Yet, there was something about Carter’s skillset, praised for his physicality, size, and off-tackle abilities, that convinced observers that he would break away from the pack sooner rather than later. Offensive coordinator Matt LaFleur might’ve seen it coming through training camp comments from team reporter Randy Lange.
“He’s got such a good feel for holes and space,” LaFleur said in August. “When you think he’s about to hit something, he’s so tight to the ground and under control that you never really know where he’s going, but it always seems like he makes the right decision.”
That takeover might’ve come earlier than even his most optimistic believers anticipated.
The Jets’ finest offensive outputs came when they turned to Carter on Sunday. He was responsible for a third of the Jets’ 18 first downs (earning the necessary yardage on six of his 13 touches), totaling 88 yards from scrimmage, the most by a Jets rookie running back since Elijah McGuire had 131 in an October 2017 tilt against Jacksonville. Making things all the more impressive was the fact that Carter broke loose on an afternoon where the Jets were without offensive line anchor Mekhi Becton.
It was a performance that head coach Robert Saleh defined as “electric” in the aftermath of the team’s 11th consecutive loss to the Patriots.Â Saleh praised the way that the run game performed in general, as Johnson put up 50 yards through a dozen carries while Coleman had 24 on five. But he hinted that Carter may be developing the anticipated separation amongst the speedy trio.
“He was running his tail off (on Monday),” Saleh said, per notes from the Jets. “All three backs I thought showed up to play, but hats off to Michael.”
In addition to Carter’s progress, the Jets also continued to be enthused by veteran Ty Johnson. The former Detroit Lion has become a valuable find on the in-season free agency market, averaging 4.6 yards an attempt since donning a green uniform for the first time in October 2020.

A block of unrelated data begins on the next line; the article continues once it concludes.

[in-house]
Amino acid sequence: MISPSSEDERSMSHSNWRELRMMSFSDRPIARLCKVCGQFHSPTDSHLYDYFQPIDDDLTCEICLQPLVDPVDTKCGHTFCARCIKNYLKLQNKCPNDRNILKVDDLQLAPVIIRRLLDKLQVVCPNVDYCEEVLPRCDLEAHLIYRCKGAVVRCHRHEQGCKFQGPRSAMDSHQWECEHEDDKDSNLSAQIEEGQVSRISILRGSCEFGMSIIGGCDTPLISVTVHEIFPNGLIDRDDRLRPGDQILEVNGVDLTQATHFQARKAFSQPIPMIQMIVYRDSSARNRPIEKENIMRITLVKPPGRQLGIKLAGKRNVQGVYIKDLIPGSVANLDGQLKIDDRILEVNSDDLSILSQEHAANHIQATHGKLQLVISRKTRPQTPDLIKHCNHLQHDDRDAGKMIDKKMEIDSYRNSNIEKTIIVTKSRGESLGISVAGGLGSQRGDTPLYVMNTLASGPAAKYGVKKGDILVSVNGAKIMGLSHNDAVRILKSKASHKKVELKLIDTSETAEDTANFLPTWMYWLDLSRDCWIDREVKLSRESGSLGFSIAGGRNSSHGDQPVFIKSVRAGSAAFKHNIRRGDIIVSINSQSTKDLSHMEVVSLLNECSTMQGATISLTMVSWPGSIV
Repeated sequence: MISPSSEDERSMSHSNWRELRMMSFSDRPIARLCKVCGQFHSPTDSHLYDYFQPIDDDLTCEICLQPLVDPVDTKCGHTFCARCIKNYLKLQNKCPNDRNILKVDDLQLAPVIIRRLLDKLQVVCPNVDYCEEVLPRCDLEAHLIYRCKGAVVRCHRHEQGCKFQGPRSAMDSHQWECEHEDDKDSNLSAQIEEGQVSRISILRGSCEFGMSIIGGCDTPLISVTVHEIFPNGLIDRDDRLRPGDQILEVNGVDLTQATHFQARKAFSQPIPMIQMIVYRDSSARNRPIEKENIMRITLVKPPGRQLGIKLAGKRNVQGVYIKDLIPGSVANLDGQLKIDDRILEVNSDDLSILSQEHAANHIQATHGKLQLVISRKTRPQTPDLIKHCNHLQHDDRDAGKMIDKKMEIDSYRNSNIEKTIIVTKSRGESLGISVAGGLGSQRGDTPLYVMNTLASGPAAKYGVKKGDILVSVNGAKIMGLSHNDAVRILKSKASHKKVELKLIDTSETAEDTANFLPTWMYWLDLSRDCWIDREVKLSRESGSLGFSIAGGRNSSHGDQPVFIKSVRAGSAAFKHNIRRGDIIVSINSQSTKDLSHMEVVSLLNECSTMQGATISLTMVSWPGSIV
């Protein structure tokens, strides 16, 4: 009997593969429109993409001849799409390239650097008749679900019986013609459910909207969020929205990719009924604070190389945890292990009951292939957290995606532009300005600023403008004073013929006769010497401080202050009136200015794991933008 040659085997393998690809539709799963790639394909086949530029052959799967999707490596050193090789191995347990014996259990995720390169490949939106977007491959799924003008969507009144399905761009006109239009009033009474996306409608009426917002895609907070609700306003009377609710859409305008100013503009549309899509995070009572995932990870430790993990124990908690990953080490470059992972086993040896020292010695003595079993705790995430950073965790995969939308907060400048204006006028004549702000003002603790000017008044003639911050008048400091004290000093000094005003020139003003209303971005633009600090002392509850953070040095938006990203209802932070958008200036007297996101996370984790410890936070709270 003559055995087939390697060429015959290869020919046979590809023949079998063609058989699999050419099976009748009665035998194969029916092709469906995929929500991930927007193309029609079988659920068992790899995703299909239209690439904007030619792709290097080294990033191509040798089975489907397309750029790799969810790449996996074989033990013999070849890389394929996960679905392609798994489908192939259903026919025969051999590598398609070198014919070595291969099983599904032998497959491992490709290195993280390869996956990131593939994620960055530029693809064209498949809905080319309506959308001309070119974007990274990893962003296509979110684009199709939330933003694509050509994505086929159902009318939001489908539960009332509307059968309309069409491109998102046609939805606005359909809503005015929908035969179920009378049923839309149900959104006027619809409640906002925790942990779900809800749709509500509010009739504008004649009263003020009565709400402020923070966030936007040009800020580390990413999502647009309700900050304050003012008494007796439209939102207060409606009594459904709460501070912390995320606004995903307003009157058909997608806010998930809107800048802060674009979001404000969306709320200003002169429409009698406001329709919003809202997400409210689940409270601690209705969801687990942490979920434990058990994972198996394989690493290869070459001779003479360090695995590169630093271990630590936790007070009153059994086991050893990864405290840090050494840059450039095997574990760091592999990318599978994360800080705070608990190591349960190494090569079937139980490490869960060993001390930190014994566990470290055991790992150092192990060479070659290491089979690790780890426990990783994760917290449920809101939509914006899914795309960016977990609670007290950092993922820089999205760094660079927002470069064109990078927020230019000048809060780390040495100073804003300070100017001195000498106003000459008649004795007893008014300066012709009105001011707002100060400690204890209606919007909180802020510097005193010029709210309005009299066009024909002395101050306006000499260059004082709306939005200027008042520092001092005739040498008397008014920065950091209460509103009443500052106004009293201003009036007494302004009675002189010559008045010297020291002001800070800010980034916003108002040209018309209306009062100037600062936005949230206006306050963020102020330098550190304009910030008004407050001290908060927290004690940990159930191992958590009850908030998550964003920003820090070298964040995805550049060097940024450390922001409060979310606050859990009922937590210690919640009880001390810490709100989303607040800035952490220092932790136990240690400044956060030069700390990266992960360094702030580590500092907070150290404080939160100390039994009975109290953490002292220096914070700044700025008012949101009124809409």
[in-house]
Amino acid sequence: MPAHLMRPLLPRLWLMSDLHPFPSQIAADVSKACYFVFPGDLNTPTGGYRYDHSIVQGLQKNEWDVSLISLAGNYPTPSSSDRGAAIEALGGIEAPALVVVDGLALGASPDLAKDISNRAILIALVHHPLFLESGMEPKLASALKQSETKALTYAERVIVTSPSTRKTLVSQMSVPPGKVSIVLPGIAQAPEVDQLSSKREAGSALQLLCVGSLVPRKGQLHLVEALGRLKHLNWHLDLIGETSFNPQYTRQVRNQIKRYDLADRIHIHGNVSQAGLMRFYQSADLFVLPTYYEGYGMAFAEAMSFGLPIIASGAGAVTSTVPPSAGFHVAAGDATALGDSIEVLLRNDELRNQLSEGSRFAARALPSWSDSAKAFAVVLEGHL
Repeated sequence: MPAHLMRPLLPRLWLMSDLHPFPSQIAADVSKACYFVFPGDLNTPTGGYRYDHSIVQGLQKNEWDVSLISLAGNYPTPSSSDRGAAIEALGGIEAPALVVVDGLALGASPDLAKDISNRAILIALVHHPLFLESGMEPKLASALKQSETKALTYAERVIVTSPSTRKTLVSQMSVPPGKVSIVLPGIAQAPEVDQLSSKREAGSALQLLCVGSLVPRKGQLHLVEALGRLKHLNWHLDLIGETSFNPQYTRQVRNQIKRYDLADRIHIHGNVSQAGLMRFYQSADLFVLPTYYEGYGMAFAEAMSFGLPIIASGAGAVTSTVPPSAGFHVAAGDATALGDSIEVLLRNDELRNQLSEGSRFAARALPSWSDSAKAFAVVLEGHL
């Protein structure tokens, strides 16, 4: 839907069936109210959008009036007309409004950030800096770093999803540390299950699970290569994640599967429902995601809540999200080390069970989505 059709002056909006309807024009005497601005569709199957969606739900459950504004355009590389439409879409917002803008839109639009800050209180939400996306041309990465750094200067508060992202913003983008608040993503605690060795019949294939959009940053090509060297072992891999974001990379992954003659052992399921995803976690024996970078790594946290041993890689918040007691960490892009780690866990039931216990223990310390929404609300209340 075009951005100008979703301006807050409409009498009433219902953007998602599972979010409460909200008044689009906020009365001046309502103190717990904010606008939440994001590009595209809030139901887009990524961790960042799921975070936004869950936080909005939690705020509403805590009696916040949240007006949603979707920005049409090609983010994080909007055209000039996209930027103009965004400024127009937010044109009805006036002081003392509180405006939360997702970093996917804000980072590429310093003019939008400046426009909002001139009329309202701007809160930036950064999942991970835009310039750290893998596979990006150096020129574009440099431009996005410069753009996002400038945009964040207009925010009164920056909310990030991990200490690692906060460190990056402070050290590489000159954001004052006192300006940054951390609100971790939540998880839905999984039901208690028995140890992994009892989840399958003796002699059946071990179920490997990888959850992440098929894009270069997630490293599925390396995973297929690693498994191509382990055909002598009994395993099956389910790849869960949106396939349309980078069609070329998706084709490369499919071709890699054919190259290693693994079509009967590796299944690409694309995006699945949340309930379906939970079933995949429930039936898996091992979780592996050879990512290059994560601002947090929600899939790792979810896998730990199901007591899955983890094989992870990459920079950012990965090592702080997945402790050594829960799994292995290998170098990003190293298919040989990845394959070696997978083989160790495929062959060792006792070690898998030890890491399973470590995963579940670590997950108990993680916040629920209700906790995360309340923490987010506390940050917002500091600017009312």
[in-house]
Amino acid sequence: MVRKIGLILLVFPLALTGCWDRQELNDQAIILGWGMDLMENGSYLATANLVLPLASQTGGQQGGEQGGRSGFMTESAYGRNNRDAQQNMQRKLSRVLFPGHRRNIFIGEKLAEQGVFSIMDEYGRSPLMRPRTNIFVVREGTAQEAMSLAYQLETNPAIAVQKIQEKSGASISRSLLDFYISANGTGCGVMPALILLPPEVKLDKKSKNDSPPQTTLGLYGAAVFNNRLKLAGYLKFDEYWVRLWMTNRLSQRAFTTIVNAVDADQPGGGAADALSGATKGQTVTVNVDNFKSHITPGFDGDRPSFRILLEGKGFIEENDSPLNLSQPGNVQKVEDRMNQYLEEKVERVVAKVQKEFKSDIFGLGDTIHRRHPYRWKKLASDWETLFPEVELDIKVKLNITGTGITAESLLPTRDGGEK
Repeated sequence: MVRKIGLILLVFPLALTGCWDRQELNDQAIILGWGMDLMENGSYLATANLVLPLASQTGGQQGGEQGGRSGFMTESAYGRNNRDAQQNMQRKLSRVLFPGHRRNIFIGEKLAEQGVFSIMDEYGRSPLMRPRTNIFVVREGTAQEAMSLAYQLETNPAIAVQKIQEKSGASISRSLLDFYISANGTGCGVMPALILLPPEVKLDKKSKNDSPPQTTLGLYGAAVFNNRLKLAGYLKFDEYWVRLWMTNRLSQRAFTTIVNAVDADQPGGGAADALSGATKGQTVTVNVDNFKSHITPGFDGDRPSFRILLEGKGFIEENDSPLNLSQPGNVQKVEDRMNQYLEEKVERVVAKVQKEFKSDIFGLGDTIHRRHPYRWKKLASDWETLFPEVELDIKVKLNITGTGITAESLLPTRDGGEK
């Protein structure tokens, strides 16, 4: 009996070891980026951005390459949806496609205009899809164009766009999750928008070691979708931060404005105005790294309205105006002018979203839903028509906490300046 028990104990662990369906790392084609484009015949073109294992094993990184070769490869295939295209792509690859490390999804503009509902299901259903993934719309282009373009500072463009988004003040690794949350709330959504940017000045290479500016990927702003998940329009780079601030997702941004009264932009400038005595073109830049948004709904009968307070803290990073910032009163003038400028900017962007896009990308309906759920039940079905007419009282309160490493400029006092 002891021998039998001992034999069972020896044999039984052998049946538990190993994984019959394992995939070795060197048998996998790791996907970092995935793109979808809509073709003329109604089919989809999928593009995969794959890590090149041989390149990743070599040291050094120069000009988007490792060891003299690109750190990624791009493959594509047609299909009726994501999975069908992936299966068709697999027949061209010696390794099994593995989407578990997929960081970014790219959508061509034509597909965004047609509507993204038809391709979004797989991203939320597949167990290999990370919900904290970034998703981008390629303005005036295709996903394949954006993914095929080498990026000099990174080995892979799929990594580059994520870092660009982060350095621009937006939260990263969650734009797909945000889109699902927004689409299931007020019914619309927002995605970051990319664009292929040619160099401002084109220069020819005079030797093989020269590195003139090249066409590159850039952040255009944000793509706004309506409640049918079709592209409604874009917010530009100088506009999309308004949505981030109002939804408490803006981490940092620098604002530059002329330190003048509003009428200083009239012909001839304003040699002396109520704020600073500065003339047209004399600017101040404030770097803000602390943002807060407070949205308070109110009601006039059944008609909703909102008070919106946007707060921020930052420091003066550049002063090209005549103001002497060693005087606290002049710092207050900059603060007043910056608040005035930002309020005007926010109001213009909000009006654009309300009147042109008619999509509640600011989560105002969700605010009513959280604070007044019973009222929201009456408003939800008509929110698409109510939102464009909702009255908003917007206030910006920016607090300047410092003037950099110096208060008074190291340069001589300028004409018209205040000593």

Big 2021 for Ty Johnson? Seems like a scheme fit in the new #Jets offense pic.twitter.com/rkYsFgLAPO
— NYJ MIKE (@NyjMike) March 8, 2021
As Wilson continues to deal with the dangerous obstacles traditionally thrown toward a rookie NFL quarterback’s way, the Jets need to find some sort of offensive stability. Both Saleh and offensive coordinator Mike LaFleur know what it means to lean on a potent rushing attack in lieu of an established quarterback. LaFleur recalled just how important a ground attack led by Coleman, Raheem Mostert, and Matt Breida was in a Super Bowl bowl trek. Last year’s group, with Mostert joining Jeff Wilson, Jerick McKinnon, and Jamycal Hasty, helped partially alleviate an injury report that resembled a Pro Bowl roster.
“The run game, in general, is just critical, that’s what we all firmly believe,” LaFleur said in Lange’s aforementioned camp report. “If you can’t run the ball in this league, it gets really hard to throw the ball. There (are) only a few quarterbacks in the history of time that can just drop back and pick people apart and go up and down the field.”
Despite LaFleur’s insistence on having a good run game, the Jets rank in the bottom half of the league’s rushing attempts with 48 compared to 70 passes for Wilson, which currently ranks at the bottom of the top half. In addition to not wearing down Wilson (five of the top ten rookie quarterbacks with the most pass attempts since 2015 are no longer with the team that drafted them), both he and the team need to be as potent as possible, generate as much positive momentum as they can in a year that more than likely won’t end with the Jets’ among the 14 postseason squads.
A strong run game, mere inches away from him in the backfield, could be the perfect way to do that.
The Jets return to action on Sunday afternoon on the road against the Denver Broncos (4:05 p.m. ET, CBS).Â
Geoff Magliocchetti is on Twitter @GeoffJMagsÂ